CA upholds earlier conviction, jail term for libel case vs Drilon critic
ILOILO CITY — Saying the imposition of imprisonment in libel cases is a matter of judicial discretion, the Court of Appeals (CA) affirmed its earlier resolution upholding the conviction and imprisonment of a critic of Sen. Franklin Drilon for libel.
In a three-page resolution promulgated on March 7 and made public on March 19, the CA’s Former Second Division dismissed the motion for reconsideration filed by former Iloilo provincial administrator Manuel “Boy” Mejorada.
The appellate court affirmed its September 18, 2018 decision which upheld a February 1, 2017 decision of the Pasay City Regional Trial Court (RTC) finding Mejorada guilty of four counts of libel and sentencing him to a jail term from a minimum of two years, four months and one day to a maximum of four years and two months.
Mejorada in a statement said he would bring the case to the Supreme Court.
“With due respect to the CA and the RTC, I believe there was no libel as the element of injury was not established with the failure of Senator Franklin Drilon to testify,” he said.
He said he was confident that Drilon’s failure to testify “will be given consideration.”
Mejorada also said the CA ruling would “send shivers down the spines of journalists.”
“Media will be cautious about stepping on the toes of powerful people, and this will result in more self-censorship. It raises the possibility of media being tamed,” he said.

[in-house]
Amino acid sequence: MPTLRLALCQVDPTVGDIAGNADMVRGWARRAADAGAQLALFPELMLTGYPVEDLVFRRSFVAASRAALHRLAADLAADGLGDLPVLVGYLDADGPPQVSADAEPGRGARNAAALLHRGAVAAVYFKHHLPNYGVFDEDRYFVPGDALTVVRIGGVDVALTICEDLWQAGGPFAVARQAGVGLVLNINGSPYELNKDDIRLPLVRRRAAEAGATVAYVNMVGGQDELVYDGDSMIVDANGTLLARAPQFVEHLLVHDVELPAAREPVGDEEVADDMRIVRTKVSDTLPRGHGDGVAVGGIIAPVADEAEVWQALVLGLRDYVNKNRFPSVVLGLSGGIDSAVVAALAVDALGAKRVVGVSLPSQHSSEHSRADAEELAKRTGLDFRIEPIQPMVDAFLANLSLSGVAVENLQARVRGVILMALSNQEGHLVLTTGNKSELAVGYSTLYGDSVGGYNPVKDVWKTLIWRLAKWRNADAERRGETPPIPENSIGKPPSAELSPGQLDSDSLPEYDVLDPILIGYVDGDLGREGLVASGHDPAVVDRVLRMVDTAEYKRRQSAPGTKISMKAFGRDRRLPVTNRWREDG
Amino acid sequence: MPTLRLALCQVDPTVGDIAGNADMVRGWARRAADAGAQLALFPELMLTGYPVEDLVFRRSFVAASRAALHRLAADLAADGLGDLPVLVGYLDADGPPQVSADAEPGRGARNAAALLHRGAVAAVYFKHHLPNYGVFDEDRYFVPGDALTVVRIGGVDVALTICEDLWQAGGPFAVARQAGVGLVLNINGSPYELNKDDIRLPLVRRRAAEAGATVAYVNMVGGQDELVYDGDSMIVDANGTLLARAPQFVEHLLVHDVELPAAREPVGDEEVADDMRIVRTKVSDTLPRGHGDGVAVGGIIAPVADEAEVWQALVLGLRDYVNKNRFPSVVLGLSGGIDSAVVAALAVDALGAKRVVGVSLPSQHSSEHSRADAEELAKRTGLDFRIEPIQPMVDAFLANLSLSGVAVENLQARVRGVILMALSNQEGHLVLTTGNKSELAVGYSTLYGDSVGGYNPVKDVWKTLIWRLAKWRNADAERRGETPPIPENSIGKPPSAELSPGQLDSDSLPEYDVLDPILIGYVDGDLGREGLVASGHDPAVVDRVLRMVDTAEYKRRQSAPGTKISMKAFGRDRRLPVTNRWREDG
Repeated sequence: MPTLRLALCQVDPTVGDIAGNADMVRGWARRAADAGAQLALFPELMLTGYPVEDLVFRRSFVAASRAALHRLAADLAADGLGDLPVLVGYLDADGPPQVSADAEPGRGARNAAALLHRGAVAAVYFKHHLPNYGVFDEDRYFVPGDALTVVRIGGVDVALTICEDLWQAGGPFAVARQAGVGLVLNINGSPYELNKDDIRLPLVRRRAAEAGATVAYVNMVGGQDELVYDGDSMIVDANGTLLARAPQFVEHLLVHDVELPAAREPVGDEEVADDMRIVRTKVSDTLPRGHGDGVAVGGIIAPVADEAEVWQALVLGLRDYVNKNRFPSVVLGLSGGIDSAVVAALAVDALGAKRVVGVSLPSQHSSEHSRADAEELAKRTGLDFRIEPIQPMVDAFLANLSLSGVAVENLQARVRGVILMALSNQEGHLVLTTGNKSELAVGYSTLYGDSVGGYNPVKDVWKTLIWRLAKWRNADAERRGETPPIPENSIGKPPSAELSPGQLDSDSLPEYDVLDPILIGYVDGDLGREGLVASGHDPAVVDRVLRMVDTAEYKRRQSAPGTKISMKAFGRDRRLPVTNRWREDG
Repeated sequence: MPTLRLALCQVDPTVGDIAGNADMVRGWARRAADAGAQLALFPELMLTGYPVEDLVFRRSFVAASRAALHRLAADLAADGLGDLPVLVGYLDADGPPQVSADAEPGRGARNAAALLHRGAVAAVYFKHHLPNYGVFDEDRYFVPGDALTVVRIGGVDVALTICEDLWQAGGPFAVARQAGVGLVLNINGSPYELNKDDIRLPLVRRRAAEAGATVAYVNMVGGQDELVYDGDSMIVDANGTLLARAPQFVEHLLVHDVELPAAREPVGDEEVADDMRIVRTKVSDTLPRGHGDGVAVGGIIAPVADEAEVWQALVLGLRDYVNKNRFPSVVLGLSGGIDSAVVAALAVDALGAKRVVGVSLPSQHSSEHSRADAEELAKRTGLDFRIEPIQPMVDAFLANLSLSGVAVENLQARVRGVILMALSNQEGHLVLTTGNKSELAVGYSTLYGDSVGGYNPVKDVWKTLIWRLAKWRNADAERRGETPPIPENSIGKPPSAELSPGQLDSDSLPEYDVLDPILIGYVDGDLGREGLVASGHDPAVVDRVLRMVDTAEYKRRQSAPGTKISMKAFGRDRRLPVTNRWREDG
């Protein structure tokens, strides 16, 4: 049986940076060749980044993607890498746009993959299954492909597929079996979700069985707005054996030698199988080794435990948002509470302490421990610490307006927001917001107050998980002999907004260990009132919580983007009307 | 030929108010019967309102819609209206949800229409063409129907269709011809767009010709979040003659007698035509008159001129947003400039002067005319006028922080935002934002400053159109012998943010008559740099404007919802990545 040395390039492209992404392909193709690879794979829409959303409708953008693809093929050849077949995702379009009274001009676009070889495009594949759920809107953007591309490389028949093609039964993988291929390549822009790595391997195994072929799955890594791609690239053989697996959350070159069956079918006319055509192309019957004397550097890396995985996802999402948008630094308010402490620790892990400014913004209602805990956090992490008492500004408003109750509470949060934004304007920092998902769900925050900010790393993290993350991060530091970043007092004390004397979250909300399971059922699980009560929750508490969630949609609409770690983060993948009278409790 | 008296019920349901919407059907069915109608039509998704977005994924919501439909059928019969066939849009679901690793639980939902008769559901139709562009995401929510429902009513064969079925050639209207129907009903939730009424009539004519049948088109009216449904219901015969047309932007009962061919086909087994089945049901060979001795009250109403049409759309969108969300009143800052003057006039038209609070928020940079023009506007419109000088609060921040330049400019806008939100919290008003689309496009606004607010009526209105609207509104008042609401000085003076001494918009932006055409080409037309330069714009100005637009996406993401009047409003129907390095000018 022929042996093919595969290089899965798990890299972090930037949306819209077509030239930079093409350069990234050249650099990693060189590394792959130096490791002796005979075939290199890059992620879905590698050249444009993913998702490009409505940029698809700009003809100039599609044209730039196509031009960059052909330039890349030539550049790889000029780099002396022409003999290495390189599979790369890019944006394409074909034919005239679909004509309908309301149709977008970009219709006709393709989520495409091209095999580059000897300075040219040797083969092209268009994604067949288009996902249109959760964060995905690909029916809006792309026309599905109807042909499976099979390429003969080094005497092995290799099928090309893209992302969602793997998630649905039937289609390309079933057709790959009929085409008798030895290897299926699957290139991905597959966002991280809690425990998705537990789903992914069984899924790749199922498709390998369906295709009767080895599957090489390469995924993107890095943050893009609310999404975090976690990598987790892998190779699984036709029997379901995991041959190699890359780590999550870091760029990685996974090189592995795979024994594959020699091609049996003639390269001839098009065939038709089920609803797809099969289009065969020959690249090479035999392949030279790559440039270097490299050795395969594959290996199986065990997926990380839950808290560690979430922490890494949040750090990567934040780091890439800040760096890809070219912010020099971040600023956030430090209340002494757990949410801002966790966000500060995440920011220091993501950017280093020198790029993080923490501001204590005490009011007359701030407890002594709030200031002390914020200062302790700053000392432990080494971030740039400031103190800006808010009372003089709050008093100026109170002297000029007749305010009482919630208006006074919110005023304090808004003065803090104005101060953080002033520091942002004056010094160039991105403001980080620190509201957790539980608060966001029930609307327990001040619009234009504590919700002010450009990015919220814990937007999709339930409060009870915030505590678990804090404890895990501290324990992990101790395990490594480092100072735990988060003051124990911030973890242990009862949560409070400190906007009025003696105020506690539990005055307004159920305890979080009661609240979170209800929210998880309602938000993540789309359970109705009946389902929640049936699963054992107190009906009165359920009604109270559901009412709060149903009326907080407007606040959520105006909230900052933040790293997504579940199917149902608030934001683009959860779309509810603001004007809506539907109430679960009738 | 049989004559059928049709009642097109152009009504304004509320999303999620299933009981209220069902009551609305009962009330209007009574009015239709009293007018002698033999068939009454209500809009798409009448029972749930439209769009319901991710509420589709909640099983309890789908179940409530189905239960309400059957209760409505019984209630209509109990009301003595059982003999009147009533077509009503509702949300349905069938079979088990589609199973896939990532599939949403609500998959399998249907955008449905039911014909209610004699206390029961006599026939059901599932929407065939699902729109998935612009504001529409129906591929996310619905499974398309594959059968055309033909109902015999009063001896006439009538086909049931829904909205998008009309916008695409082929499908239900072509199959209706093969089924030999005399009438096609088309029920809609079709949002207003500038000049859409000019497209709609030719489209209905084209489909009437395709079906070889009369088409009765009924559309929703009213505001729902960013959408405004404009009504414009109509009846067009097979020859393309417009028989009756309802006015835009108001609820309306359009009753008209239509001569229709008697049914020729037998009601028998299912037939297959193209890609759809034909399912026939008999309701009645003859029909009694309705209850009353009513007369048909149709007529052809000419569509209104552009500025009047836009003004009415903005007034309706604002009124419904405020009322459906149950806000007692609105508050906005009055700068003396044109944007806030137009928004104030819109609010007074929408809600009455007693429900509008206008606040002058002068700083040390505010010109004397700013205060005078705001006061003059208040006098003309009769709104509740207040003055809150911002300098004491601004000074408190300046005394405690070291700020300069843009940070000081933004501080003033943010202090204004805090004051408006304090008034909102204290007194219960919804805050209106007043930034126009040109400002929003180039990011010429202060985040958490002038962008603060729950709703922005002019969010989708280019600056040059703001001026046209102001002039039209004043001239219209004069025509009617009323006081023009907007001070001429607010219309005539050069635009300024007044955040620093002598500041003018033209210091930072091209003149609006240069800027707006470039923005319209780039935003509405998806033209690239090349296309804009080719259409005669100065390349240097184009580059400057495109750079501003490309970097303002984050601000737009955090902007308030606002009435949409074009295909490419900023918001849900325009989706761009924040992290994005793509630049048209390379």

The Pasay RTC Branch 118 had found Mejorada guilty of libel in relation to his social media and blog posts accusing Drilon of involvement in alleged irregularities in infrastructure projects in Iloilo.
The CA dismissed Mejorada’s argument that the RTC should have imposed a fine instead of imprisonment as a penalty as he is a first offender.
It pointed out that current court rules have not removed imprisonment as a penalty for those convicted of libel.
The court added that the RTC was correct in imposing the penalty of imprisonment based on the circumstances of the case, which include the “barrage of defamatory statements” and “baseless scurrilous personal attacks” in Mejorada’s articles against Drilon.
Various media groups and freedom of expression advocates have been pushing for the passage of pending bills to decriminalize libel in the Philippines.
They stressed that this was part of the global trend to repeal or remove harsh punishments and instead impose fines for the offense.
In 2008, then Chief Justice Renato Puno issued a circular encouraging judges to impose fines instead of prison terms on those found guilty of libel.
But Puno also stated that the circular did not remove imprisonment as a penalty for libel.
The CA resolution was penned by Associate Justice Ma. Luisa Quijano-Padilla and concurred with by Associate Justices Remedios Salazar-Fernando and Franchito Diamante./lzb
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